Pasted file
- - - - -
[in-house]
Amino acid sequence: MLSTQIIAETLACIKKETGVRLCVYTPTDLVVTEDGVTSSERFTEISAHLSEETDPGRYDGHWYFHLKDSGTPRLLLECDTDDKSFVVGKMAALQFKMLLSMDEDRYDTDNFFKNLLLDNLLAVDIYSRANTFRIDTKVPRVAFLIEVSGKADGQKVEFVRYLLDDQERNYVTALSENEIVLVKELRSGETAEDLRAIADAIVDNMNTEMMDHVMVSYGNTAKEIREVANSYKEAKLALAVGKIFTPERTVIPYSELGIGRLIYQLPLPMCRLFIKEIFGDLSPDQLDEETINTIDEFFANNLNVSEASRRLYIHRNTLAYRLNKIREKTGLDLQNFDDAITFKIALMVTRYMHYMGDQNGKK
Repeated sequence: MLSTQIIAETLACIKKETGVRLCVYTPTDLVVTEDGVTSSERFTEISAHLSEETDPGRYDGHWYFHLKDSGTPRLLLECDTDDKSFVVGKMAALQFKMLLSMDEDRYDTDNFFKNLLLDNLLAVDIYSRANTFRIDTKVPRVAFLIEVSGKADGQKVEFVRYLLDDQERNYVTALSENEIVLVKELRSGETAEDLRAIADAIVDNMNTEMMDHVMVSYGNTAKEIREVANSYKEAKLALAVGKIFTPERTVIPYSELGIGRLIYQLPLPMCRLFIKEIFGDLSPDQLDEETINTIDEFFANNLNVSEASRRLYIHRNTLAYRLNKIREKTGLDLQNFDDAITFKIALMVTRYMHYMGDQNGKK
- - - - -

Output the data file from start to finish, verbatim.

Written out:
[in-house]
Amino acid sequence: MLSTQIIAETLACIKKETGVRLCVYTPTDLVVTEDGVTSSERFTEISAHLSEETDPGRYDGHWYFHLKDSGTPRLLLECDTDDKSFVVGKMAALQFKMLLSMDEDRYDTDNFFKNLLLDNLLAVDIYSRANTFRIDTKVPRVAFLIEVSGKADGQKVEFVRYLLDDQERNYVTALSENEIVLVKELRSGETAEDLRAIADAIVDNMNTEMMDHVMVSYGNTAKEIREVANSYKEAKLALAVGKIFTPERTVIPYSELGIGRLIYQLPLPMCRLFIKEIFGDLSPDQLDEETINTIDEFFANNLNVSEASRRLYIHRNTLAYRLNKIREKTGLDLQNFDDAITFKIALMVTRYMHYMGDQNGKK
Repeated sequence: MLSTQIIAETLACIKKETGVRLCVYTPTDLVVTEDGVTSSERFTEISAHLSEETDPGRYDGHWYFHLKDSGTPRLLLECDTDDKSFVVGKMAALQFKMLLSMDEDRYDTDNFFKNLLLDNLLAVDIYSRANTFRIDTKVPRVAFLIEVSGKADGQKVEFVRYLLDDQERNYVTALSENEIVLVKELRSGETAEDLRAIADAIVDNMNTEMMDHVMVSYGNTAKEIREVANSYKEAKLALAVGKIFTPERTVIPYSELGIGRLIYQLPLPMCRLFIKEIFGDLSPDQLDEETINTIDEFFANNLNVSEASRRLYIHRNTLAYRLNKIREKTGLDLQNFDDAITFKIALMVTRYMHYMGDQNGKK